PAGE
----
‘Troika has no legitimacy to make decisions for national states’
In this sense the Troika has no right to decide the fate of such
troubled countries as Greece or Cyprus.
RT:Greece is again turning to Berlin for some cash. It wants to hold Germany to a promise it made to stump up reparations dating back to WWII. But Berlin, which has already provided the vast majority of the 240 billion euro rescue package given to Athens, is refusing to talk about it. So why isn't Berlin even ready to discuss the issue?
Frauke Petry: We don’t comment on what the current government does or says because it’s first of all their business and we are not in the government right now. But I personally think that we should keep apart the two questions – rescuing the Eurozone and going back to WWII problems.
RT:Greece needs this money now, so why shouldn't Athens demand it?
FP: I haven’t heard the question being put like this, but again I think we shouldn’t mix up the two completely different issues. I think the problems of Athens should be solved on another political basis.
RT:That’s certain, but the country is getting more and more desperate and looking for more extreme solutions.
FP: Our government says that we need the euro to keep Europe together. But looking at the Greek example we can see exactly the contrary – the euro tears Europe as a union of nation states apart. This is what we don’t want to see happening. That is why our party says that we need to get rid of the euro.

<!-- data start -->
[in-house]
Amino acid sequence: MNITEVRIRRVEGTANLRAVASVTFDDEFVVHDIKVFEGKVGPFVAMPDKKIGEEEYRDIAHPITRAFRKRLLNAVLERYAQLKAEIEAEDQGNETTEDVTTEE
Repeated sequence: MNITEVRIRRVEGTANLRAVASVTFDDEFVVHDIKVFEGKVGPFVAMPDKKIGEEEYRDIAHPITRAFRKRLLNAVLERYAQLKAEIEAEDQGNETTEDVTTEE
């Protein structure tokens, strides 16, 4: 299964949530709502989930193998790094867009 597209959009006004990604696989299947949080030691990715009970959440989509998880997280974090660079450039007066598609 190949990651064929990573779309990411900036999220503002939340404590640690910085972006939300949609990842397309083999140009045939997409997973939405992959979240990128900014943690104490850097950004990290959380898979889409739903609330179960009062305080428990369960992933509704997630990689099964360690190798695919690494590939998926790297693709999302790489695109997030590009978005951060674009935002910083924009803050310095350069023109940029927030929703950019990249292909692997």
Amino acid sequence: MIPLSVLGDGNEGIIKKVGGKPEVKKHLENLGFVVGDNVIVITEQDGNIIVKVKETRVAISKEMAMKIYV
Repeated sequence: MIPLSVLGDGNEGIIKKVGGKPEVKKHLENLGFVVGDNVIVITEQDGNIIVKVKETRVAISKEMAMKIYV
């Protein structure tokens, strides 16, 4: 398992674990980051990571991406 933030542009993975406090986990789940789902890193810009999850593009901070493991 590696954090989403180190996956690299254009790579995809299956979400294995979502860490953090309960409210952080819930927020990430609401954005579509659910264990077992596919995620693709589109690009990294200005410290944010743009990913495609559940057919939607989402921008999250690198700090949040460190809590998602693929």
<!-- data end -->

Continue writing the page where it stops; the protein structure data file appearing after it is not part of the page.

RT:New data shows public confidence in the European Union has fallen to historically low levels in the six biggest EU countries. What is next for the bloc?
FP: I don’t even want to imagine what is next. While the politicians say the Eurozone is still stable but these numbers just show us it is not at all. If you look at the unemployment rates in southern European countries you will find that there are lots of problems, which in the end will sort of turn the nations against each other instead of working together. This is why we say the euro experiment should be stopped as quickly as possible but in a controlled manner in order to avoid more complications.
RT:Many Europeans hold a grudge against the European bodies, wider known as the Troika, for what is seen as a poor response to the crisis. What is your take on what they've done? Should the Troika have decision making powers taken away?
FP: No, it shouldn’t at all. Europe is a union of nation states. We know that the European Commission is not a democratically elected body. You can’t expect the Troika, which is not a democratically elected body, to decide important issues of national states. I understand very well why the Greek people have problems accepting the proposal of the Troika because nation states should be run by elected governments.